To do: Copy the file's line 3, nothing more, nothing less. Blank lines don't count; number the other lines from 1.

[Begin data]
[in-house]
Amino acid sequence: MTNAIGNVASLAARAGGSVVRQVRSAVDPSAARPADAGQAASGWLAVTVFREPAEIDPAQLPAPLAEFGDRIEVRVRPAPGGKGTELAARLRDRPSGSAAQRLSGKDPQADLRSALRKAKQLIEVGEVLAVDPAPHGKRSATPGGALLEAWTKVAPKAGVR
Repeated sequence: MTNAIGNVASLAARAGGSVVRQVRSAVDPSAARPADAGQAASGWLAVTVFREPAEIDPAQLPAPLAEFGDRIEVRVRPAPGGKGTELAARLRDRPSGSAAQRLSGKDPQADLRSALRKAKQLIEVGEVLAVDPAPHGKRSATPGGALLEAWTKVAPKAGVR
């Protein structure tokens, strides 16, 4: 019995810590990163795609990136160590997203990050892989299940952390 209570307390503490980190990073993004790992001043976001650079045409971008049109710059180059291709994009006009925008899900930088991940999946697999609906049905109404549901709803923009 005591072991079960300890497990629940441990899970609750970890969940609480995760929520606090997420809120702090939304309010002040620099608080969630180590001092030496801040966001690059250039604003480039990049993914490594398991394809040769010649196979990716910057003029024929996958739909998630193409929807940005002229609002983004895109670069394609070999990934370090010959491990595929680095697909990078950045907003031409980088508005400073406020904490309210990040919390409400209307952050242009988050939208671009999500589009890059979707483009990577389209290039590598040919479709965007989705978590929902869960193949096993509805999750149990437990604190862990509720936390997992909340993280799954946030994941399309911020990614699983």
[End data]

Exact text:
Repeated sequence: MTNAIGNVASLAARAGGSVVRQVRSAVDPSAARPADAGQAASGWLAVTVFREPAEIDPAQLPAPLAEFGDRIEVRVRPAPGGKGTELAARLRDRPSGSAAQRLSGKDPQADLRSALRKAKQLIEVGEVLAVDPAPHGKRSATPGGALLEAWTKVAPKAGVR